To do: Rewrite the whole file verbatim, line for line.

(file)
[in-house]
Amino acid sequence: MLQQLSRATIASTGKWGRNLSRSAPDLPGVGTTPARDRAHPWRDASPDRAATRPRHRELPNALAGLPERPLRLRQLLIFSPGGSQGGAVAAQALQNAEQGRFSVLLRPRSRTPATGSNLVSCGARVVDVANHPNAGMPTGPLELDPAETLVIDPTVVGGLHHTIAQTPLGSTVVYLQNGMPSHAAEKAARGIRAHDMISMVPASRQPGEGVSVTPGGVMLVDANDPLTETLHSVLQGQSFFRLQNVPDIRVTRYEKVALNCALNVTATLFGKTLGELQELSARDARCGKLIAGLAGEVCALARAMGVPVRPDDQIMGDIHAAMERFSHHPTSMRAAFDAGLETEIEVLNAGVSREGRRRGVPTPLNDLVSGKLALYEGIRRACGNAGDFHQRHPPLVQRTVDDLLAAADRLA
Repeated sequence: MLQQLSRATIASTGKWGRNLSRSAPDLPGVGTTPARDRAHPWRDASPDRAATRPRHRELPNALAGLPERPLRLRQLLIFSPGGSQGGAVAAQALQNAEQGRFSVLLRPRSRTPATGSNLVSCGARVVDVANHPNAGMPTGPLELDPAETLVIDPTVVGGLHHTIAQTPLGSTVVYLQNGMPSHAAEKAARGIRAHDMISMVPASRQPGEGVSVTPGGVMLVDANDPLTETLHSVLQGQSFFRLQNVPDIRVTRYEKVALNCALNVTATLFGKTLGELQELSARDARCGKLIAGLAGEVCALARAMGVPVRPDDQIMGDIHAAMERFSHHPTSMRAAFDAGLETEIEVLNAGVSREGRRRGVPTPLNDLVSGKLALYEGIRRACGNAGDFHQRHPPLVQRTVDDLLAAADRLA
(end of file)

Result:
[in-house]
Amino acid sequence: MLQQLSRATIASTGKWGRNLSRSAPDLPGVGTTPARDRAHPWRDASPDRAATRPRHRELPNALAGLPERPLRLRQLLIFSPGGSQGGAVAAQALQNAEQGRFSVLLRPRSRTPATGSNLVSCGARVVDVANHPNAGMPTGPLELDPAETLVIDPTVVGGLHHTIAQTPLGSTVVYLQNGMPSHAAEKAARGIRAHDMISMVPASRQPGEGVSVTPGGVMLVDANDPLTETLHSVLQGQSFFRLQNVPDIRVTRYEKVALNCALNVTATLFGKTLGELQELSARDARCGKLIAGLAGEVCALARAMGVPVRPDDQIMGDIHAAMERFSHHPTSMRAAFDAGLETEIEVLNAGVSREGRRRGVPTPLNDLVSGKLALYEGIRRACGNAGDFHQRHPPLVQRTVDDLLAAADRLA
Repeated sequence: MLQQLSRATIASTGKWGRNLSRSAPDLPGVGTTPARDRAHPWRDASPDRAATRPRHRELPNALAGLPERPLRLRQLLIFSPGGSQGGAVAAQALQNAEQGRFSVLLRPRSRTPATGSNLVSCGARVVDVANHPNAGMPTGPLELDPAETLVIDPTVVGGLHHTIAQTPLGSTVVYLQNGMPSHAAEKAARGIRAHDMISMVPASRQPGEGVSVTPGGVMLVDANDPLTETLHSVLQGQSFFRLQNVPDIRVTRYEKVALNCALNVTATLFGKTLGELQELSARDARCGKLIAGLAGEVCALARAMGVPVRPDDQIMGDIHAAMERFSHHPTSMRAAFDAGLETEIEVLNAGVSREGRRRGVPTPLNDLVSGKLALYEGIRRACGNAGDFHQRHPPLVQRTVDDLLAAADRLA